More NYPD cops are abandoning their blue uniforms before getting their pensions, the city’s largest police union charged on Tuesday.
Citing data from the New York City Police Pension Fund, union officials said 506 cops resigned from the 35,000-member force in 2016 — about a 20% jump from the 415 who handed in their papers in 2015.
The number of resignations has increased each year since 2011 when 169 cops turned in their shields. That number nearly tripled last year, records show.
Patrick Lynch, president of the Patrolmen’s Benevolent Association, said the Pension Fund report bolsters his belief that cops are leaving the department in droves.
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“Eight out of 10 PBA members said in a survey that they would leave the job if they could,” Lynch said in a statement. “The latest resignation numbers are proof that many are doing just that, often to take a better-paying law enforcement job here in the New York City area.”
“New York City cannot afford to allow all of this talent, experience and investment in training walk out the door,” he said, demanding the city provide cops with better pay, benefits and conditions.
Mayor de Blasio said Lynch’s argument is “a classic union play” as contracts are negotiated.
“We’ve seen it many times before,” de Blasio said at a Tuesday press conference. “The mission of the PBA, sadly, is often to denigrate the work of our own police force, which I've never understood, and to lower morale rather than improve it, which I’ve never understood.”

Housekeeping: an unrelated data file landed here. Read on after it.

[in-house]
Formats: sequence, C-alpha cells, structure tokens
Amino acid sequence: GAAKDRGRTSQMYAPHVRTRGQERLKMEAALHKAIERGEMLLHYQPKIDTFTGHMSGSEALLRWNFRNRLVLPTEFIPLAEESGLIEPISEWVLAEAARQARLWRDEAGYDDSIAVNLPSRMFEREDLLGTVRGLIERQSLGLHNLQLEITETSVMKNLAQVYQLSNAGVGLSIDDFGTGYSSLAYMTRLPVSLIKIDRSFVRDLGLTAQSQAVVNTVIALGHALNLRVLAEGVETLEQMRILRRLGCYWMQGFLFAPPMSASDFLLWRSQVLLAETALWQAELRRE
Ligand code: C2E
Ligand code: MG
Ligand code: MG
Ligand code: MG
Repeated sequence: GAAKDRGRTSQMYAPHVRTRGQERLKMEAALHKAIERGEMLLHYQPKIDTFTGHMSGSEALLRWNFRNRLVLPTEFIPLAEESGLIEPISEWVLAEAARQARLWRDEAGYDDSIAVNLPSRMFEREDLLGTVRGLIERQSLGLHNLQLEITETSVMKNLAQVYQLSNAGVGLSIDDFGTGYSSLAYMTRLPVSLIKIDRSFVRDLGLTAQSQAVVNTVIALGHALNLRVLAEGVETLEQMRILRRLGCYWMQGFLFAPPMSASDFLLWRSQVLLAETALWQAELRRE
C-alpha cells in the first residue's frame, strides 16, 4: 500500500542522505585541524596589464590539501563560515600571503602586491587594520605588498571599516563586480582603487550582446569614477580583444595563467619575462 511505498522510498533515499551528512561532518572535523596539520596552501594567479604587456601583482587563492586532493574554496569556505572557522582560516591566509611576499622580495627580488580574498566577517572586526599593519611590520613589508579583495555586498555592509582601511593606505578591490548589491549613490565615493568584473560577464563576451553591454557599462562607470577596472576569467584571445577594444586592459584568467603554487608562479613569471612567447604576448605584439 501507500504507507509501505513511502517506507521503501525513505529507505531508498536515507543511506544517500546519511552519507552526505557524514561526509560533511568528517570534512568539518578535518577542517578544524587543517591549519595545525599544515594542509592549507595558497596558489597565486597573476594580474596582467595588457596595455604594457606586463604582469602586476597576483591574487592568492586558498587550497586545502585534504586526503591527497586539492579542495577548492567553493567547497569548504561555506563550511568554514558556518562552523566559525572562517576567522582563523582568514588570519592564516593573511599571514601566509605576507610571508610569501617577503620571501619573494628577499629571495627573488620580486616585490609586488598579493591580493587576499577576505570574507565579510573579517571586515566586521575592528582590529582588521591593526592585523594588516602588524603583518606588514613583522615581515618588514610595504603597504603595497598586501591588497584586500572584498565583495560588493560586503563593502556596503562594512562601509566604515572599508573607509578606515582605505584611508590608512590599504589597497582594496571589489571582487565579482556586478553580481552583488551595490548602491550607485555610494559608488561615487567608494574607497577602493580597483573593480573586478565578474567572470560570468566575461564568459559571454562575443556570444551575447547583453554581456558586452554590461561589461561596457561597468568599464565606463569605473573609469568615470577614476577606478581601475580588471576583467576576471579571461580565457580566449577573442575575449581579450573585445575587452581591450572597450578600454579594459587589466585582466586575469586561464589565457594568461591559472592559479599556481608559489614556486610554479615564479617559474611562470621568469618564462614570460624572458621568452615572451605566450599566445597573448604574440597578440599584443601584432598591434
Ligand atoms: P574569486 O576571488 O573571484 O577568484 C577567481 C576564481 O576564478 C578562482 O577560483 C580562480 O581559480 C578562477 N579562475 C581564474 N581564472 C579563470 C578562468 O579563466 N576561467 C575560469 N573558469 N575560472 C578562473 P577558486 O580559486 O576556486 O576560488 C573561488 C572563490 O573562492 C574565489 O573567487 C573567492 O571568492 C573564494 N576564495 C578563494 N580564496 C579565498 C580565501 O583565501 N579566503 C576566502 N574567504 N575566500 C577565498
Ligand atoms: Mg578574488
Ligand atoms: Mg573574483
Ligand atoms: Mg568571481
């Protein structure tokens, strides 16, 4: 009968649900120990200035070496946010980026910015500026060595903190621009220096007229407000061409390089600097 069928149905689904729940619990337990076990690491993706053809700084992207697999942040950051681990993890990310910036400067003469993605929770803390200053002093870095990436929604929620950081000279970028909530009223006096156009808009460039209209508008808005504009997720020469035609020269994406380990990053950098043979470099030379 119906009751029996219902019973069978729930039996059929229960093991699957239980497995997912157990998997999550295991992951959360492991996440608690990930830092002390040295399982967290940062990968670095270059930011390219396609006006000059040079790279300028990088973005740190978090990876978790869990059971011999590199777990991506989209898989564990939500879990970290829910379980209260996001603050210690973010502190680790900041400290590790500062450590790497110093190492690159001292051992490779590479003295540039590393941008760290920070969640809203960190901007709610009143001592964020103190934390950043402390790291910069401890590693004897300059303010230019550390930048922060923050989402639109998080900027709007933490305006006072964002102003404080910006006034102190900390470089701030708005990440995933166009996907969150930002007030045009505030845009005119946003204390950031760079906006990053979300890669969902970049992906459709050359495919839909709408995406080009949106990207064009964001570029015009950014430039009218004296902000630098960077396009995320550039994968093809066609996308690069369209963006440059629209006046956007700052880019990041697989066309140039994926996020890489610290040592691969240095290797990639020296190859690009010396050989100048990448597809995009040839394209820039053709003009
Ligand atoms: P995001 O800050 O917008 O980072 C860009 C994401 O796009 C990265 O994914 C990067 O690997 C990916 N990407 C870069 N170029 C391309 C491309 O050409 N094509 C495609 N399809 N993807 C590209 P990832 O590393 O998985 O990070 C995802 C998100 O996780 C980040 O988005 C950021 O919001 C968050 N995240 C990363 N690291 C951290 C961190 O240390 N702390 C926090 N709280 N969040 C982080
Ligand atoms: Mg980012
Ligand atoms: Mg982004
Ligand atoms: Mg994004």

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Taking into account an officer’s pension, pay and benefits, “we have one of the highest compensated police forces in the United States of America,” he added.
The NYPD has long accused other law enforcement agencies — particularly the Nassau County and Suffolk County police departments — of poaching young cops after they graduate from the Police Academy.
The starting salary for an NYPD cop is $41,975, officials said. While starting salaries in Nassau and Suffolk are about the same or less, the two Long Island police forces have massive wage increases in which cops can earn over $100,000 within 10 years.
Last week, the city filed civil suits against both the Nassau and Suffolk police departments, demanding more than $1 million in compensation for training 31 officers who left for Long Island within two years of joining the NYPD in 2014 and 2015.
State law allows police departments to seek compensation for training if a cop leaves for another law enforcement agency within their first three years.
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